The following faculty members from other schools at MIT teach courses of interest to EPP students and participate in a variety of EPP activities:

 

Nicholas Ashford, JD, PhD

Professor of Technology and Policy, School of Engineering Ashford

Professor Ashford is the director of the Technology and Law Program within MIT's School of Engineering. His research interests include technology, globalization and sustainable development; regulatory law and economics; design of government policies for encouraging technological innovation and improvements in health, safety and environmental quality; pollution prevention and cleaner, safer production; the effects of liability in improving product and process safety; the consequences of low-level exposure to chemicals; labor's participation in technological change; and environmental justice. He has developed methods for decision-making in the regulation of chemicals and has investigated the effects of regulation on technological innovation in many industries. His research activities include work for the UN Environment Programme, the OECD, the European Union, and various U.S. regulatory agencies.

 

Susan Murcott, SM

Senior Lecturer, Civil and Environmental Engineering Department Murcott

Senior Lecturer Murcott's expertise is water and wastewater treatment in developing countries, as well as grassroots international development focused on "the bottom billion." A leader in the emerging field of household drinking water treatment and safe storage, she has built a factory in Tamale, Ghana that makes innovative ceramic pot filters and was the Principal Investigator of a team that designed a prize-winning arsenic filter disseminated in Nepal. Her wastewater treatment for megacities projects have been implemented in Mexico, Brazil, Budapest, Beijing and Hong Kong. Murcott teaches courses on water, sanitation, and sustainable development, is the author of over 50 professional papers, and has supervised over 100 teams of MIT students in development projects and competition entries.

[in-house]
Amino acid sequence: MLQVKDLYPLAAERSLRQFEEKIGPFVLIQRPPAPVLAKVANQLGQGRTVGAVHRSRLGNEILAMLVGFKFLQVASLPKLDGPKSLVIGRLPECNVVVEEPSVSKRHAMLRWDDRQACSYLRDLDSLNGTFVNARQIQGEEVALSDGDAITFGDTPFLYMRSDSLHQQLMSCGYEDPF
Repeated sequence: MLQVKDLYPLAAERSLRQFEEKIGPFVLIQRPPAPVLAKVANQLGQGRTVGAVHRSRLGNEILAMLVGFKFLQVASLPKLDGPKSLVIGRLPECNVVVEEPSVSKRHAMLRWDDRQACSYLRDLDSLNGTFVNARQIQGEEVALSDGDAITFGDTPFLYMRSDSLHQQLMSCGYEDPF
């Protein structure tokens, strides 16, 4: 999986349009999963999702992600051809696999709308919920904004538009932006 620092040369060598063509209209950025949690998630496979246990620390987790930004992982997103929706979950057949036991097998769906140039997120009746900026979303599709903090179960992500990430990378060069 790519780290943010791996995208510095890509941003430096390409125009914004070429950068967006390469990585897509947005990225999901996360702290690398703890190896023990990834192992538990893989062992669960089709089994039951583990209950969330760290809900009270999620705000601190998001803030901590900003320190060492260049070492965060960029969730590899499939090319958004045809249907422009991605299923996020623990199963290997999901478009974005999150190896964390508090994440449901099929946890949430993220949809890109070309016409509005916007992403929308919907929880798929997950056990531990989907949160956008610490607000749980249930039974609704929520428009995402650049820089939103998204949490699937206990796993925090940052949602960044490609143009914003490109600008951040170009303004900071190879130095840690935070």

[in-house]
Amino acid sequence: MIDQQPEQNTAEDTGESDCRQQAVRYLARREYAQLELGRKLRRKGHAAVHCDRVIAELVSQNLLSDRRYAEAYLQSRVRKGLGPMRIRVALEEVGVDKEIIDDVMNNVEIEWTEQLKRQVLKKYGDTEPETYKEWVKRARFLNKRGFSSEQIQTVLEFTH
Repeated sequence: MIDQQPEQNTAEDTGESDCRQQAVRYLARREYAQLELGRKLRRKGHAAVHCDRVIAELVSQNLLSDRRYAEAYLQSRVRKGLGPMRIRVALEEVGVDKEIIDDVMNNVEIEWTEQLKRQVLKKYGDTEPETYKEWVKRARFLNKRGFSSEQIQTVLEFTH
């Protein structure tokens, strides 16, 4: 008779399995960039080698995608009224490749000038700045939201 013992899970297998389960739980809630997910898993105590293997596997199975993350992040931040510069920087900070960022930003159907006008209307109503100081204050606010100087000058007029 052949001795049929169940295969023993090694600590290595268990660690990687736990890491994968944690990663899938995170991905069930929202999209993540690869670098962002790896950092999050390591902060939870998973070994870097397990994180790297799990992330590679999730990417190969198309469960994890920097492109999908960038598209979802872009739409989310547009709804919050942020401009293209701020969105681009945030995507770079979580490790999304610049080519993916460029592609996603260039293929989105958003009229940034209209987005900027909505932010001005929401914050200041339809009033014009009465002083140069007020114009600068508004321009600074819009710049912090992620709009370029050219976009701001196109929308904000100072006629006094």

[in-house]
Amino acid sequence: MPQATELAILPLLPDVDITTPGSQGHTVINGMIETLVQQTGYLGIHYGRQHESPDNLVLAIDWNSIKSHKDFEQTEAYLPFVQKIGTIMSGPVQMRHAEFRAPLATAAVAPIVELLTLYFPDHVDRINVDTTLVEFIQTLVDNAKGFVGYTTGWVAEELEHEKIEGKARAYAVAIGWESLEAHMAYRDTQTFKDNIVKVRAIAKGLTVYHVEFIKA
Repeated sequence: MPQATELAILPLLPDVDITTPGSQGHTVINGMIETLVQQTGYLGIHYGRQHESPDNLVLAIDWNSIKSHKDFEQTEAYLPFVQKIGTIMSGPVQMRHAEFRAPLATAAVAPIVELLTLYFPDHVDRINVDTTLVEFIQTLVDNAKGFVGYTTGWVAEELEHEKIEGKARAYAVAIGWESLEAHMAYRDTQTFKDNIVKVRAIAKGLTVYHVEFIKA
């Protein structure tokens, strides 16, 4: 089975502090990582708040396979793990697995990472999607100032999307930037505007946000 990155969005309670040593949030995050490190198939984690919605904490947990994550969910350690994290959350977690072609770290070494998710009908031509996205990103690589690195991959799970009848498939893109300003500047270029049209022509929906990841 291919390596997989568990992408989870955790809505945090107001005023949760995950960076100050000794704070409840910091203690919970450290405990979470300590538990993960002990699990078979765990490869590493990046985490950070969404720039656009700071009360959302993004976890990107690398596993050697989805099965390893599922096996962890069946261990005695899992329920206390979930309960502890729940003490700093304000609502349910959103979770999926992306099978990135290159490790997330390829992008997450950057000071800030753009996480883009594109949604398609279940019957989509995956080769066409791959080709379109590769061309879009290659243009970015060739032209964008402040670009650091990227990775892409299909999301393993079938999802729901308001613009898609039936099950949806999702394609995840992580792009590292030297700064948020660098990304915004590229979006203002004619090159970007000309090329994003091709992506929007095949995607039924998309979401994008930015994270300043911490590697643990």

Noelle Eckley Selin, PhD

Assistant Professor of Engineering Systems, Earth, Atmospheric and Planetary Sciences Selin

Professor Selin's research uses atmospheric chemistry modeling to inform decision-making strategies on air pollution, climate change and toxic pollution. Her current research has three main foci: global fate and transport of air toxics (mercury and persistent organic pollutants), impacts of air pollution and climate change, and science and policy of hazardous substances. She is particularly interested in the interactions between science and policy in international environmental negotiations, in particular focusing on global efforts to regulate mercury and persistent organic pollutants, a topic on which she has published numerous articles and book chapters. For more information on current research projects and links to recent publications and presentations, see the Selin group web site: http://mit.edu/selingroup

 

James L. Wescoat, Jr., PhD

Aga Khan Professor of Architecture and Planning, School of ArchitectureWescoat

Professor Wescoat's research concentrates on water systems in South Asia and the United States, from the site scale to the river basin scale. He has conducted water policy research in the Indus, Colorado, Ganges, and Great Lakes basins. His publications include studies of water law, policy and the historical geography of water development in South Asia. He led a USEPA-funded study of potential climate impacts in the Indus River Basin in Pakistan with the Water and Power Development Authority (WAPDA) in the 1990s -- and is again involved in a World Bank study of Climate-Water-and Food Security in the Indus Basin of Pakistan with WAPDA. In 2010 he organized a joint workshop on Disaster Resilient Design with the U.S. National Academies Disaster Roundtable and the National Academy of Environmental Design. His books include Water for Life: Water Management and Environmental Policy (with geographer Gilbert F. White) and Political Economies of Landscape Change: Places of Integrative Power.